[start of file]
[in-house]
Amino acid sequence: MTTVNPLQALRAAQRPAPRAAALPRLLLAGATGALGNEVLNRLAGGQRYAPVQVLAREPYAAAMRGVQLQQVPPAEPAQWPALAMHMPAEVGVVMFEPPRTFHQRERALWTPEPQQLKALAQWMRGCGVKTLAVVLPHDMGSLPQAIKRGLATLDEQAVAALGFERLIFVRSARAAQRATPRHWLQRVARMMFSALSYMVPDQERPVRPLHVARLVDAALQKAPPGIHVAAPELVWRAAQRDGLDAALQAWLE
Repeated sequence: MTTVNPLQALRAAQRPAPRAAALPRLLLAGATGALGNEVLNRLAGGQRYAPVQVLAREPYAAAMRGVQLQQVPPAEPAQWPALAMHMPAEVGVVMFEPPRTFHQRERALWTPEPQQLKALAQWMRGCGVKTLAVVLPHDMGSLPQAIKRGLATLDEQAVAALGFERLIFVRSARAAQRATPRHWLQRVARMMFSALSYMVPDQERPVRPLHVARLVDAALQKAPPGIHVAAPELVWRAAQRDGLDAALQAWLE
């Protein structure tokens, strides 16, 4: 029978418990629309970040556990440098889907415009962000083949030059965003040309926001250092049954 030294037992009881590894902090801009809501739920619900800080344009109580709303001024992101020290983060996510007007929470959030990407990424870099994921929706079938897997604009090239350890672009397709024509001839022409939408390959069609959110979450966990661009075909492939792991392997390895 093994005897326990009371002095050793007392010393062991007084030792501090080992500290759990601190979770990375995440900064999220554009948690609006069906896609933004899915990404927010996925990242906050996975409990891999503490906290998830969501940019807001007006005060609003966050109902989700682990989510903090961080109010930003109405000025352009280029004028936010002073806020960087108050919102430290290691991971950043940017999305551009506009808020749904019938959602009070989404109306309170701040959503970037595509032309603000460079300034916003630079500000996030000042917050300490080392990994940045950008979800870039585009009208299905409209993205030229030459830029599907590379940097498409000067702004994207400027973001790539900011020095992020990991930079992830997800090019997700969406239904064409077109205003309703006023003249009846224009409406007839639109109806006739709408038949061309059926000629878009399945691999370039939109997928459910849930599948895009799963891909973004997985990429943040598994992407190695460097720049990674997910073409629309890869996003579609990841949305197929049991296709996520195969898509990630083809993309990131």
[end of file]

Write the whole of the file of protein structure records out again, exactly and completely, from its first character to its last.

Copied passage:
[in-house]
Amino acid sequence: MTTVNPLQALRAAQRPAPRAAALPRLLLAGATGALGNEVLNRLAGGQRYAPVQVLAREPYAAAMRGVQLQQVPPAEPAQWPALAMHMPAEVGVVMFEPPRTFHQRERALWTPEPQQLKALAQWMRGCGVKTLAVVLPHDMGSLPQAIKRGLATLDEQAVAALGFERLIFVRSARAAQRATPRHWLQRVARMMFSALSYMVPDQERPVRPLHVARLVDAALQKAPPGIHVAAPELVWRAAQRDGLDAALQAWLE
Repeated sequence: MTTVNPLQALRAAQRPAPRAAALPRLLLAGATGALGNEVLNRLAGGQRYAPVQVLAREPYAAAMRGVQLQQVPPAEPAQWPALAMHMPAEVGVVMFEPPRTFHQRERALWTPEPQQLKALAQWMRGCGVKTLAVVLPHDMGSLPQAIKRGLATLDEQAVAALGFERLIFVRSARAAQRATPRHWLQRVARMMFSALSYMVPDQERPVRPLHVARLVDAALQKAPPGIHVAAPELVWRAAQRDGLDAALQAWLE
């Protein structure tokens, strides 16, 4: 029978418990629309970040556990440098889907415009962000083949030059965003040309926001250092049954 030294037992009881590894902090801009809501739920619900800080344009109580709303001024992101020290983060996510007007929470959030990407990424870099994921929706079938897997604009090239350890672009397709024509001839022409939408390959069609959110979450966990661009075909492939792991392997390895 093994005897326990009371002095050793007392010393062991007084030792501090080992500290759990601190979770990375995440900064999220554009948690609006069906896609933004899915990404927010996925990242906050996975409990891999503490906290998830969501940019807001007006005060609003966050109902989700682990989510903090961080109010930003109405000025352009280029004028936010002073806020960087108050919102430290290691991971950043940017999305551009506009808020749904019938959602009070989404109306309170701040959503970037595509032309603000460079300034916003630079500000996030000042917050300490080392990994940045950008979800870039585009009208299905409209993205030229030459830029599907590379940097498409000067702004994207400027973001790539900011020095992020990991930079992830997800090019997700969406239904064409077109205003309703006023003249009846224009409406007839639109109806006739709408038949061309059926000629878009399945691999370039939109997928459910849930599948895009799963891909973004997985990429943040598994992407190695460097720049990674997910073409629309890869996003579609990841949305197929049991296709996520195969898509990630083809993309990131």